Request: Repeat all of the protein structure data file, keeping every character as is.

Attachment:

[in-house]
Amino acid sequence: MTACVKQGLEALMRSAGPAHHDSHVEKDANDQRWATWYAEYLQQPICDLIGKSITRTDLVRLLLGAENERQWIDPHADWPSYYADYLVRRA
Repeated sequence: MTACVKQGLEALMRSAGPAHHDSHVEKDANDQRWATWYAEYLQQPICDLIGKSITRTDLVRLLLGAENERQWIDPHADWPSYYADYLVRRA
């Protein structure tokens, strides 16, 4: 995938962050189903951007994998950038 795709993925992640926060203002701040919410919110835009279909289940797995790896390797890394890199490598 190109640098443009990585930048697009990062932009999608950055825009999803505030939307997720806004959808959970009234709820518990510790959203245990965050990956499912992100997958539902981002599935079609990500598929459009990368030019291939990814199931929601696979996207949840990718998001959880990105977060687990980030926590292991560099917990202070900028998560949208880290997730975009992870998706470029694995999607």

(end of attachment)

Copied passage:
[in-house]
Amino acid sequence: MTACVKQGLEALMRSAGPAHHDSHVEKDANDQRWATWYAEYLQQPICDLIGKSITRTDLVRLLLGAENERQWIDPHADWPSYYADYLVRRA
Repeated sequence: MTACVKQGLEALMRSAGPAHHDSHVEKDANDQRWATWYAEYLQQPICDLIGKSITRTDLVRLLLGAENERQWIDPHADWPSYYADYLVRRA
């Protein structure tokens, strides 16, 4: 995938962050189903951007994998950038 795709993925992640926060203002701040919410919110835009279909289940797995790896390797890394890199490598 190109640098443009990585930048697009990062932009999608950055825009999803505030939307997720806004959808959970009234709820518990510790959203245990965050990956499912992100997958539902981002599935079609990500598929459009990368030019291939990814199931929601696979996207949840990718998001959880990105977060687990980030926590292991560099917990202070900028998560949208880290997730975009992870998706470029694995999607």